UK investigates puzzling spike in liver disease in children


LONDON (AP) — Scientists are investigating a puzzling spike in liver disease in children across the UK, including the cause and whether there are any links between young people affected.

The UK Health Safety Agency said this week that public health staff were looking into 74 cases of hepatitis, or inflammation of the liver, detected in children since January.

The usual viruses that cause infectious hepatitis have not been found in cases, and scientists and doctors are considering other possible causes, including COVID-19, other viruses and environmental factors.

While some types of hepatitis are mild and do not require treatment, other forms of the disease can become chronic and fatal.

The European Center for Disease Prevention and Control has said doctors in other countries should also report potential infections in case the outbreak is not confined to Britain. He said doctors should be on the lookout for children with jaundice and symptoms such as vomiting and stomach problems.

The European agency said most of the cases were in children between the ages of 2 and 5. She said some children had suffered acute liver failure and a “small number required liver transplantation”. He said there was no travel connection between the children involved.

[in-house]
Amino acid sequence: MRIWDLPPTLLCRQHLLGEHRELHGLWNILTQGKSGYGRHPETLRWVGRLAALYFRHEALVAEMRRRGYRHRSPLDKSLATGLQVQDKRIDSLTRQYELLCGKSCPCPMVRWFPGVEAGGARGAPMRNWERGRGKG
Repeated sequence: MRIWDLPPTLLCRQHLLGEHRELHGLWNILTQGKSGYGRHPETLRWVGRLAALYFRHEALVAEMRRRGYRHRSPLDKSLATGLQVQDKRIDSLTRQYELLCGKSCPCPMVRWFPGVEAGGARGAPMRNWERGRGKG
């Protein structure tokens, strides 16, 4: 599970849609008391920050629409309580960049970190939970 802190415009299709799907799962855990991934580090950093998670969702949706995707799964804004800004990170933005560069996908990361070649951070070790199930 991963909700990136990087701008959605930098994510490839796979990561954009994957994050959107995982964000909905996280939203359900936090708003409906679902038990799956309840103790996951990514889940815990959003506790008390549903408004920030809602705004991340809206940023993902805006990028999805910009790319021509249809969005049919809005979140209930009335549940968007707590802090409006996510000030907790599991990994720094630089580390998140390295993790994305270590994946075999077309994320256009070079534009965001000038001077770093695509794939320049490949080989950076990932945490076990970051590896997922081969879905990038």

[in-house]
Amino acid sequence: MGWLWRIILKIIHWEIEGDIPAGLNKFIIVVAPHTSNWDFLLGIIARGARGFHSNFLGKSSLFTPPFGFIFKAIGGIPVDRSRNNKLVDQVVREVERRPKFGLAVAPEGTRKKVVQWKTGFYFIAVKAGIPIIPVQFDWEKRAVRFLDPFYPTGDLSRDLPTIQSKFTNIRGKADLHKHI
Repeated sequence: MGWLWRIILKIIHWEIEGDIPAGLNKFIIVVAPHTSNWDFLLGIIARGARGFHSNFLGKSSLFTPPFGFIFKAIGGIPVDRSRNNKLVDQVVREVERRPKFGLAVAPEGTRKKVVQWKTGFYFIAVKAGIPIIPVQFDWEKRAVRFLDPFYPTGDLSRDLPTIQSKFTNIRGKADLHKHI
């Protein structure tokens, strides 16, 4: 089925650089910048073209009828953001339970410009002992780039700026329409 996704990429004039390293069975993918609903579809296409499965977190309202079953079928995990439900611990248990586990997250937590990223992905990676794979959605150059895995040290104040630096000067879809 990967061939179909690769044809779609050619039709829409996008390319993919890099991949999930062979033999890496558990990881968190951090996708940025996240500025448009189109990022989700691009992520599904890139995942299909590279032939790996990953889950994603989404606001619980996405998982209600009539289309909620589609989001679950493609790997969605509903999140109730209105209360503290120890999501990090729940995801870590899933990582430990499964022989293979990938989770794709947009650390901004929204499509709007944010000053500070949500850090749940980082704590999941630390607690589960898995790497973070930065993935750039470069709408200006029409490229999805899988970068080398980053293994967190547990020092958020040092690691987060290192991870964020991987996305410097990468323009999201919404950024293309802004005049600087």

British officials said none of the affected children had been vaccinated against the coronavirus, and they ruled out any links to COVID-19 vaccines.

“One of the possible causes we are investigating is that it is linked to an adenovirus infection,” said Dr Meera Chand, director of clinical and emerging infections at the UK Health Security Agency.

Adenoviruses are common viruses that cause problems like pink eye, sore throat, or diarrhea. They are often spread between people and by touching contaminated surfaces.

“The current crop of hepatitis cases in children under 10 is highly unusual,” Will Irving, professor of virology at the University of Nottingham, said in a statement.

Adults are much more likely to suffer serious illness from hepatitis, and children are generally not affected, he said.

The public health investigation will likely focus on studying patient samples and looking for potential toxins or viruses that could be responsible, Irving said.


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